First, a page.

After taking some time away to gather my thoughts, I was reminded that when it comes to writing professionally, it is a marathon, not a sprint. We just have to keep on going, one small step at a time. Those moments when we encounter self-doubt, get rejections, when we’re told we’re not good enough or to get a ‘real job’, if we really want to succeed as writers, we have to keep going. Self-doubt will always hamper our progress and it is at these times that determination and perseverance will be our greatest asset.

The trouble with going over the same ground, I was too busy thinking of the end result, rather than enjoying the journey. I was considering the big picture, and instead needed to concentrate on what I can control (James Scott Bell has a helpful post on what to expect from your first novel). Thinking of my writing as a ‘business’, what I really need to focus on right now is my product; my writing (of-course, the key word there being focus). The best way to do that is to just keep writing my stories and focus on my craft; everything else is secondary.

It’s easy to let disappointments and doubts get the better of us, but by focusing on our goals and being held accountable, either through a writing buddy or a group, we can continue the momentum to keep moving forward.

Do you ever feel the need to edit before you finish a writing project? What things do you do to help you move forward and finish? Do you tend to focus on the end result rather than just enjoying the journey?

Image courtesy of Pixabay

Life Lessons · This Writer's Life · Writing

Writing: A Change in Direction.

For the past few months, I have been submitting short stories to competitions. I have been doing this on and off over a number of years and despite the continual knock backs, I have been successful once. Perhaps this is why I continue to persevere; after all, when it comes to writing, we do have to be in this for the long haul. However, there also comes a time when we have to admit when something isn’t working and need to consider our alternatives.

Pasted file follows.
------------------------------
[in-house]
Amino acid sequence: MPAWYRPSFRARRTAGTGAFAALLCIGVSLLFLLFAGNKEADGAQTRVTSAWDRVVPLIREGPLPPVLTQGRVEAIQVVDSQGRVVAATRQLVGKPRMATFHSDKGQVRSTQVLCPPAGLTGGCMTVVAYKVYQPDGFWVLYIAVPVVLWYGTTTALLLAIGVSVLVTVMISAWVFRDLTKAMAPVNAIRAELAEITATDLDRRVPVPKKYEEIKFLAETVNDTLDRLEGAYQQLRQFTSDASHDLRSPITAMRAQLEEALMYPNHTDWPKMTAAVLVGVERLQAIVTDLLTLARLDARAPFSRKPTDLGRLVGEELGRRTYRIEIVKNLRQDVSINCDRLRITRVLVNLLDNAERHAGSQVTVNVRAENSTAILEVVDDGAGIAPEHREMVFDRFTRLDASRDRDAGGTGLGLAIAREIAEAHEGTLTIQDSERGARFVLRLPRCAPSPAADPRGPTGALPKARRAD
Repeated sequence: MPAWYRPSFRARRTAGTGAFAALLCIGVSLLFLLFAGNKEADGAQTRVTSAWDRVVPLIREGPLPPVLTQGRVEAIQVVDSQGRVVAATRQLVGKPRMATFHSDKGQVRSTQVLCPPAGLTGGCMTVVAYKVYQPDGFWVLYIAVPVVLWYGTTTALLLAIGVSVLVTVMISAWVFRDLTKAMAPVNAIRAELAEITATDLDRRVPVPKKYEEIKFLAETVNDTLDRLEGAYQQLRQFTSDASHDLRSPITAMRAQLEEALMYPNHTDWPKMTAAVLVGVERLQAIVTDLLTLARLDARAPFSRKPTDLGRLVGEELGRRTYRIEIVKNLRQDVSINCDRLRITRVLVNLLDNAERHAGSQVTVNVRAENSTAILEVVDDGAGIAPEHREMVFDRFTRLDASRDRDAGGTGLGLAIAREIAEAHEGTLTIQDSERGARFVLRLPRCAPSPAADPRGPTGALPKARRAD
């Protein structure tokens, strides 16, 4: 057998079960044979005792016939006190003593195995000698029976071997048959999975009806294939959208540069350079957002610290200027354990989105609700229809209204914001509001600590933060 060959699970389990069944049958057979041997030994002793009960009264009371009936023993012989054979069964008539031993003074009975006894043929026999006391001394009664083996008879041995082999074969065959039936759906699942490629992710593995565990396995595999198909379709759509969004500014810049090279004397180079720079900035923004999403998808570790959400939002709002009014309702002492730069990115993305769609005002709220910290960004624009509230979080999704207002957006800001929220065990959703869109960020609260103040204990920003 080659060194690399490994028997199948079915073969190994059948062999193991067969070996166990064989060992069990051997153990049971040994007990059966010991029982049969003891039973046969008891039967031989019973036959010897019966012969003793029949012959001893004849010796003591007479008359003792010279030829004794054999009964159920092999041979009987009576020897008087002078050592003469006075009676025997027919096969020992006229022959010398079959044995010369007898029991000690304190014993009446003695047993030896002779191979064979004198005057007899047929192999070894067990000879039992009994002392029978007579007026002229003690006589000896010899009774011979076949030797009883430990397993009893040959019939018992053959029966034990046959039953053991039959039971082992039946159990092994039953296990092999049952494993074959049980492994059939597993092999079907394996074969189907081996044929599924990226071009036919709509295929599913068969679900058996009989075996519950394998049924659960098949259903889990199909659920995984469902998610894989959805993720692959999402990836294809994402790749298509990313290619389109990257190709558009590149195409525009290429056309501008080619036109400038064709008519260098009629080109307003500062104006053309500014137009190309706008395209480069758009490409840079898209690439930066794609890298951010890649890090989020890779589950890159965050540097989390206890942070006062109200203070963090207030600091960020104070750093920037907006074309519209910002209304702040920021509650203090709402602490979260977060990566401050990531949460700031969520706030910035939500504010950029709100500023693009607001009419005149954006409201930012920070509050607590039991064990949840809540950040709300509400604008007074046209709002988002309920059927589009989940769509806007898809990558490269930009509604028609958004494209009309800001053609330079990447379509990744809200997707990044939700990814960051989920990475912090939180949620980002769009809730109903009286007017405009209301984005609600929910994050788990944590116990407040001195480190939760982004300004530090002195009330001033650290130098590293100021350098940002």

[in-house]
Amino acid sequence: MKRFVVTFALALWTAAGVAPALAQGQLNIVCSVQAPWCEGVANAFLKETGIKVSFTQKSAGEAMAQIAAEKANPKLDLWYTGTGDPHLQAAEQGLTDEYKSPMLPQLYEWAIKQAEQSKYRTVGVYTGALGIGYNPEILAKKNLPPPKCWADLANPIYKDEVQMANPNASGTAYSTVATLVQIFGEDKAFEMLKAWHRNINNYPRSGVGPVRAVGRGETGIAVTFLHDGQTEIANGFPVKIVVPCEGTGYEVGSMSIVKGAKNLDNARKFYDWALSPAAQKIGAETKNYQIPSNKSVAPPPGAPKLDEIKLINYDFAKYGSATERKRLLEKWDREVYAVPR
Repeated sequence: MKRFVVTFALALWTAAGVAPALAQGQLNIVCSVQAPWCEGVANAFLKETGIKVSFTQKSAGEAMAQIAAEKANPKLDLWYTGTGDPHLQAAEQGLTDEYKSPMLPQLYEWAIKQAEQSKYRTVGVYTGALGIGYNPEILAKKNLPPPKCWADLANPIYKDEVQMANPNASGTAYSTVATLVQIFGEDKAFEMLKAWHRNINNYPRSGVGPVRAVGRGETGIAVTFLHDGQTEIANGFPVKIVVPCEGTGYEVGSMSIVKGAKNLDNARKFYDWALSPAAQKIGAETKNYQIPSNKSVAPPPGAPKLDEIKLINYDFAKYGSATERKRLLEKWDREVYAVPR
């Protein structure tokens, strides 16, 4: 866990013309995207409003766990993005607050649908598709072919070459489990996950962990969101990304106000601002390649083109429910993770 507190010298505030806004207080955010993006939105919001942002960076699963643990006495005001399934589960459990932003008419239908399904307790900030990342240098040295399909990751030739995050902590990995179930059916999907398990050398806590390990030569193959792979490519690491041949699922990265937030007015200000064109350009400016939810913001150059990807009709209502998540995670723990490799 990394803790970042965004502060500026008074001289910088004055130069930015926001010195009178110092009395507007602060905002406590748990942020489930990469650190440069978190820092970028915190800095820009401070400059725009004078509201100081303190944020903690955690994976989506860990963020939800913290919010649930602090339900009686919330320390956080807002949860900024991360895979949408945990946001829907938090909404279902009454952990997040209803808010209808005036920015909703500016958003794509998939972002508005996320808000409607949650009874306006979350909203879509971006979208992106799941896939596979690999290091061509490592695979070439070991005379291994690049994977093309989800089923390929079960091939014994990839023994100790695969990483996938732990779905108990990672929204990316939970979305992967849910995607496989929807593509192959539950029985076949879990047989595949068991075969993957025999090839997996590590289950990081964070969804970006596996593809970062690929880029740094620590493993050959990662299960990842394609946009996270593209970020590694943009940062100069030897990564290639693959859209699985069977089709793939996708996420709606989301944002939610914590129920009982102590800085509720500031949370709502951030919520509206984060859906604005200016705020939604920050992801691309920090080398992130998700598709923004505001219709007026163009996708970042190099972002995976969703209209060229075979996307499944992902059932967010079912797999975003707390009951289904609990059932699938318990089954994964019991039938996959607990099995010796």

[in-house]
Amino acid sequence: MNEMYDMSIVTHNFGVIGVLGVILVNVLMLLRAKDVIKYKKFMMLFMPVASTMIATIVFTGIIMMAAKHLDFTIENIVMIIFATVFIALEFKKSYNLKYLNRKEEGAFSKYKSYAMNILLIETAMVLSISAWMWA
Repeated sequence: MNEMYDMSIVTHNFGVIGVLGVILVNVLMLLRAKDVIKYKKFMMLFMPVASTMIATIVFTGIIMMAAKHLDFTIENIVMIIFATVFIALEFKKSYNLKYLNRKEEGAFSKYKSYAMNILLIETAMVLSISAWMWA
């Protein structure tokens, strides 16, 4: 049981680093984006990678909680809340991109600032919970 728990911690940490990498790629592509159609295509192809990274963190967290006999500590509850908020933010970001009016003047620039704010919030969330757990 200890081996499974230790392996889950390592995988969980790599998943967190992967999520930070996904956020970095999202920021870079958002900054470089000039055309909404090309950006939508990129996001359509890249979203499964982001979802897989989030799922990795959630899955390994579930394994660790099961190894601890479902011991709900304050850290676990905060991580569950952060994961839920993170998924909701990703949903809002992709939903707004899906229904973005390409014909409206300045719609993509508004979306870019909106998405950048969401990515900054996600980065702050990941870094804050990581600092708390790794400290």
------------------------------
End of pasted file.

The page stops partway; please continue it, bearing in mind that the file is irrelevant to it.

It was very timely, therefore that I read a couple of posts by Kristen Lamb Pay the Writer 2 – Out Hustle the Hustlers and Writing Exposure – Gamble or Grift? that got me thinking. The rules of publishing these days have changed. Many writers like myself are of the old belief that if we write and get exposure we are helping to build our CV. This will eventually lead to work coming our way. These days, however, the old rules no longer apply and that older way of thinking can be a bit hard to shake off.

The reality is that by sending my work out to competitions, I’m still waiting for that ‘validation’ for the gatekeepers to accept me. Because I allow my fear and insecurity to hold me back, I need someone to tell me whether I’m good enough for this game and each rejection adds to those insecurities. At the same time, though, those knock backs are a good way to help develop that thick skin. We keep holding on for that win. But the competition is fierce and the win may never come.

Writing for exposure is fine when writing is a hobby, but when it comes to taking your writing seriously and being paid for it, we may need to be a bit more selective. We should be the ones benefiting from our writing and not giving our work away so freely in order to benefit others. My one and only ‘win’ at least taught me that there can indeed be benefits.

One of my beta readers suggested I compile my short stories and self-publish. I’ve been thinking of doing exactly that for some time, but it is fear that is preventing me from doing so. I know that I have now reached a point in my writing where self-publishing is the road I will be travelling. It’s a long road and to begin with it’s going to be pretty rough. In the end though, I do believe that the journey will be worth it. So, who’s with me?

Does fear and insecurity hold you back? Will you be going down the path of self-publishing? If you’re self-published, has it turned out better than you expected? Have you won any writing competitions? Have you become more selective when it comes to your writing?

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Image courtesy of Pixabay